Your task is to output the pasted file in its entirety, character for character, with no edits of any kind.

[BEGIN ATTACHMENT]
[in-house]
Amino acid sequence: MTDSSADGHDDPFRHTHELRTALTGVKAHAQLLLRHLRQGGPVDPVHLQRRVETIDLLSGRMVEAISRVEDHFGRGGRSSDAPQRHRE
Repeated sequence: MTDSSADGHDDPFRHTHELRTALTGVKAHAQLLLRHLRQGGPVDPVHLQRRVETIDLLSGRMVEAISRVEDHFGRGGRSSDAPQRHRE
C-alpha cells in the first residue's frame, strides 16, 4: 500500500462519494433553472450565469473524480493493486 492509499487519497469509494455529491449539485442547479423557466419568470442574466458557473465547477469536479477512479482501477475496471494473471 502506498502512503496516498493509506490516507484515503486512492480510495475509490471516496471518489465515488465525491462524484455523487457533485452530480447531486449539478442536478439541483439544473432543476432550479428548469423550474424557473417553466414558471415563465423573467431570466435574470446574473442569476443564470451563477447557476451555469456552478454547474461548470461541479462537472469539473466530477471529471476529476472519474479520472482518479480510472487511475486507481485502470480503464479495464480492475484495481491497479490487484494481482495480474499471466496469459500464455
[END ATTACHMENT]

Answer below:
[in-house]
Amino acid sequence: MTDSSADGHDDPFRHTHELRTALTGVKAHAQLLLRHLRQGGPVDPVHLQRRVETIDLLSGRMVEAISRVEDHFGRGGRSSDAPQRHRE
Repeated sequence: MTDSSADGHDDPFRHTHELRTALTGVKAHAQLLLRHLRQGGPVDPVHLQRRVETIDLLSGRMVEAISRVEDHFGRGGRSSDAPQRHRE
C-alpha cells in the first residue's frame, strides 16, 4: 500500500462519494433553472450565469473524480493493486 492509499487519497469509494455529491449539485442547479423557466419568470442574466458557473465547477469536479477512479482501477475496471494473471 502506498502512503496516498493509506490516507484515503486512492480510495475509490471516496471518489465515488465525491462524484455523487457533485452530480447531486449539478442536478439541483439544473432543476432550479428548469423550474424557473417553466414558471415563465423573467431570466435574470446574473442569476443564470451563477447557476451555469456552478454547474461548470461541479462537472469539473466530477471529471476529476472519474479520472482518479480510472487511475486507481485502470480503464479495464480492475484495481491497479490487484494481482495480474499471466496469459500464455